The Realities of Gender Reassignment Surgery in New Zealand


With a huge increase in demand for gender reassignment surgery in the UK being reported by The Guardian, express considers the current situation in New Zealand and asks notable Kiwi’s what needs to change.

The Herald reported in April that there were 86 New Zealander’s on the waiting list for gender reassignment surgery, however Newshub reports that the number of transgender people in New Zealand interested in seeking gender reassignment surgery looks like more than one thousand.

Recent studies in New Zealand as well as Belgium and the Netherlands found at least 1% of the population reported being trans or experience some kind of gender incongruence. Not all of these transgender people will desire gender reassignment surgery, but if only 10% of these New Zealander’s do wish to physically align their bodies with their identified gender, this is more than four thousand people.


Furthermore, the only trained plastic surgeon capable of performing this operation retired in 2014, reporting that it “could be 50 years until the current backlog is cleared.”

According to a document released by the Ministry of Health, the government’s Special High Cost Treatment Pool funds three male to female gender reassignment surgeries every two years, while female to male receive only one funded surgery.

Lexie Matheson, transgender woman and Officer of the New Zealand Order of Merit, says that the same increase in interest in gender reassignment surgery can be seen in New Zealand.

Lexie Matheson for
Lexie Matheson for

“It’s gained some traction due to the increased visibility the media is giving us and that’s a good thing – in most ways” she says. In response to the increase in demand of gender reassignment surgeries in the UK, Matheson says that “there is an increasing sense of ‘how can I best be who I am’ and interest in hormones and surgeries is a natural flow on from that.”

Green MP and vocal GLBT advocate Kevin Hague aggress that the increase awareness and resources around trans issues and accessibility to gender reassignment surgery have contributed to an increase in demand. “I think that there has always been a demand for GRS” he says in an interview with express, “but the wider awareness of the challenges for trans and intersex people within the wider community has meant that more people are aware of the issue of GRS accessibility.”

“There is currently a massive gap between need and supply for GRS in New Zealand. We believe that this demonstrates a fundamental failure on the part of New Zealand’s health services, and suggests that the Government does not take the health and wellbeing of trans and intersex people seriously. The drastic difference in the availability and quality of health services for trans and intersex people across regional DHBs is also very concerning.”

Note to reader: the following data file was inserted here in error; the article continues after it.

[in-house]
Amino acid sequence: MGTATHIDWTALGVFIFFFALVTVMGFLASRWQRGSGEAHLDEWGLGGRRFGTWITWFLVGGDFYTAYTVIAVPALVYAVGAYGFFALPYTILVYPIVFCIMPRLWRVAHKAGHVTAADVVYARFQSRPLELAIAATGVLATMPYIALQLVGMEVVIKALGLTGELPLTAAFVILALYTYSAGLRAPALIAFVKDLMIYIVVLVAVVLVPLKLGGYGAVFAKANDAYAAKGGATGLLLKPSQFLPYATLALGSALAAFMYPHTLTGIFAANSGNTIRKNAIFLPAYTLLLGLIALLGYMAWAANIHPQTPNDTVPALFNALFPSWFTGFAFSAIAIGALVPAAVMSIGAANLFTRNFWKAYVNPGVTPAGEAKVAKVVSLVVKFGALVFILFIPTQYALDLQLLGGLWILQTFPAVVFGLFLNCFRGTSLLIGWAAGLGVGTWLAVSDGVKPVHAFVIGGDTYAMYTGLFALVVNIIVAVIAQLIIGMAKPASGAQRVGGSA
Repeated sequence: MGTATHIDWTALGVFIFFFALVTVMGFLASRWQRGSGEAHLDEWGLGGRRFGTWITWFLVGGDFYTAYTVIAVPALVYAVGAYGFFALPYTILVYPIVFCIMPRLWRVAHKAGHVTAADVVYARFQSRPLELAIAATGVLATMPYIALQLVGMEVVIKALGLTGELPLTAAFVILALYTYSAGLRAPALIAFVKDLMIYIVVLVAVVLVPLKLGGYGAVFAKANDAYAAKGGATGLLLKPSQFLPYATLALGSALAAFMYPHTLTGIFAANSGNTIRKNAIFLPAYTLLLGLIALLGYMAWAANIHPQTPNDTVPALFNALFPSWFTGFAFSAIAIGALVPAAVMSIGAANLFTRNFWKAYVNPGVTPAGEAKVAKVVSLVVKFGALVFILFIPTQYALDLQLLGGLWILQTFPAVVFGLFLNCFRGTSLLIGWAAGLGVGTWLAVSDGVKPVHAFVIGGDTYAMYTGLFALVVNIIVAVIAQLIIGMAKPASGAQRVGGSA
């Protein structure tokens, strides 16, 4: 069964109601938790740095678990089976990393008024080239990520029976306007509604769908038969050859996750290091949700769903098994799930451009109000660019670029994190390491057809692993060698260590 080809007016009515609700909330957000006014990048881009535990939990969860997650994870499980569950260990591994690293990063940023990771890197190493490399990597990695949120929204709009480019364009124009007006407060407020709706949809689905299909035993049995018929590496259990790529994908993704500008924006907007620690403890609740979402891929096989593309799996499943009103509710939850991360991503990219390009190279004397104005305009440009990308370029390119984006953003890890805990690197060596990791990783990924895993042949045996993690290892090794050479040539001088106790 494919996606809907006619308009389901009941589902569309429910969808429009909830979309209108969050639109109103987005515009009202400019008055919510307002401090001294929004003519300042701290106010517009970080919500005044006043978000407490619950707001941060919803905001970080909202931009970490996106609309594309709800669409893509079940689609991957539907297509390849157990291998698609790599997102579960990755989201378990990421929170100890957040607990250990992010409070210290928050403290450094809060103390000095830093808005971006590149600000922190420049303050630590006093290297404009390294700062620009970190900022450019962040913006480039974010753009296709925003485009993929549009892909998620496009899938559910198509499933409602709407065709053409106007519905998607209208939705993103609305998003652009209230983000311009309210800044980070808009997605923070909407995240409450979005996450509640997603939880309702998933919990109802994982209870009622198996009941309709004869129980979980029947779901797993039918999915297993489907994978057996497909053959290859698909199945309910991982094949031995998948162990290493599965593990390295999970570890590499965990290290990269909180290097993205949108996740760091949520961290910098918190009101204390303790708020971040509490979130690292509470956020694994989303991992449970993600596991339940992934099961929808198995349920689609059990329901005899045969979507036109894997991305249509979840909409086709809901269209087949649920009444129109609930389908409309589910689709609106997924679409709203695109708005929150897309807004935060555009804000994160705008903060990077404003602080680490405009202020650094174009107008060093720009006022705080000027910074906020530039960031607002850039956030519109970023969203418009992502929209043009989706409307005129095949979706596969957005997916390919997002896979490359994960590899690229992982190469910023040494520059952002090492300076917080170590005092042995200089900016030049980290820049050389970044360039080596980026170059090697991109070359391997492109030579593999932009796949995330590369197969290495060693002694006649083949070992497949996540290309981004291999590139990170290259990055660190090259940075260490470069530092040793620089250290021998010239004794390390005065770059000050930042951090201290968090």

Mimicking this sentiment, Matheson says that trans people who are interested in gender reassignment surgery are “stuck between a rock and John Key’s immovable desk.”

Kevin Hague from via Twitter
Kevin Hague from via Twitter

Matheson says that many kiwi women are going overseas, most often to Thailand, to self-fund their surgery. However, most are simply unable to shoulder the huge costs associated with this kind of surgery. She says that gender reassignment is still widely considered cosmetic surgery in New Zealand. This ties in with the need to have gender identity recognized in the Human Rights Act.

“In my perfect world the government would take the initiative, include ‘gender identity’ in the Human Rights Act and fund up to 20 surgeries a year if performed by approved surgeons in other parts of the world because attracting a surgeon with these skills to NZ has proved impossible. This would clear the horrific backlog within 5 years, enable women to chose the surgical technique that best suits them, and allow us to simply get on with our lives. It’s a no-brainer. It’s a human rights issue and human rights issues should always be a priority.”

Political will to support the needs of trans people seems to be a common idea shared amoung the community, and Hague says that “making sure that gender identity is properly recognised in human rights legislation is really important.” He goes on to say that this is “because one of the crucial issues that trans and intersex people face is discrimination and misunderstanding of their needs from health service providers.”

However, the politician says that the real barrier to the adequate provision of GRS, and related services such as mental health and endocrinology, is sufficient funding and political will from the Government.

With increased demand and currently no specialised surgeons to perform these procedures, the fifty year backlog can only increase without Government intervention.